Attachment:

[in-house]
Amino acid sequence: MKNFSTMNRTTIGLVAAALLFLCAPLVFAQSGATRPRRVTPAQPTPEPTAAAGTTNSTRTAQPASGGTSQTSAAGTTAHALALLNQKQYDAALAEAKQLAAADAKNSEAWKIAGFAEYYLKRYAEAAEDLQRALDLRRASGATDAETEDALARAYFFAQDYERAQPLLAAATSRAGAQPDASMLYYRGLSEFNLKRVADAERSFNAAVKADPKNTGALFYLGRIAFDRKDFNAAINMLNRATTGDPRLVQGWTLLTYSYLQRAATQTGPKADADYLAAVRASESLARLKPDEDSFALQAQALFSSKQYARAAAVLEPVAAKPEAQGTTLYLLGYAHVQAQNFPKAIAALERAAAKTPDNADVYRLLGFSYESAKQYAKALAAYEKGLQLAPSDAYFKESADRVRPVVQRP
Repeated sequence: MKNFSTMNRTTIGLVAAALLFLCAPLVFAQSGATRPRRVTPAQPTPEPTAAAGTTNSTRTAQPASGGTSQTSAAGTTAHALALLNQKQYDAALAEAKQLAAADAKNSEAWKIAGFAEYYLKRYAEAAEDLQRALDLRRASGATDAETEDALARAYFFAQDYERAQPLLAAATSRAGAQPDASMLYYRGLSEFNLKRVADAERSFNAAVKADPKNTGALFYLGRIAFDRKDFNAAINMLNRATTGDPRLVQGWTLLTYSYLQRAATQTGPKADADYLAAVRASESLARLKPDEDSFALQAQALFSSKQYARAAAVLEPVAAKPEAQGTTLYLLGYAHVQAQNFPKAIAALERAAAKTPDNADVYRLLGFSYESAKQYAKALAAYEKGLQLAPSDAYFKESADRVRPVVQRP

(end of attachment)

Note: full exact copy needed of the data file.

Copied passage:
[in-house]
Amino acid sequence: MKNFSTMNRTTIGLVAAALLFLCAPLVFAQSGATRPRRVTPAQPTPEPTAAAGTTNSTRTAQPASGGTSQTSAAGTTAHALALLNQKQYDAALAEAKQLAAADAKNSEAWKIAGFAEYYLKRYAEAAEDLQRALDLRRASGATDAETEDALARAYFFAQDYERAQPLLAAATSRAGAQPDASMLYYRGLSEFNLKRVADAERSFNAAVKADPKNTGALFYLGRIAFDRKDFNAAINMLNRATTGDPRLVQGWTLLTYSYLQRAATQTGPKADADYLAAVRASESLARLKPDEDSFALQAQALFSSKQYARAAAVLEPVAAKPEAQGTTLYLLGYAHVQAQNFPKAIAALERAAAKTPDNADVYRLLGFSYESAKQYAKALAAYEKGLQLAPSDAYFKESADRVRPVVQRP
Repeated sequence: MKNFSTMNRTTIGLVAAALLFLCAPLVFAQSGATRPRRVTPAQPTPEPTAAAGTTNSTRTAQPASGGTSQTSAAGTTAHALALLNQKQYDAALAEAKQLAAADAKNSEAWKIAGFAEYYLKRYAEAAEDLQRALDLRRASGATDAETEDALARAYFFAQDYERAQPLLAAATSRAGAQPDASMLYYRGLSEFNLKRVADAERSFNAAVKADPKNTGALFYLGRIAFDRKDFNAAINMLNRATTGDPRLVQGWTLLTYSYLQRAATQTGPKADADYLAAVRASESLARLKPDEDSFALQAQALFSSKQYARAAAVLEPVAAKPEAQGTTLYLLGYAHVQAQNFPKAIAALERAAAKTPDNADVYRLLGFSYESAKQYAKALAAYEKGLQLAPSDAYFKESADRVRPVVQRP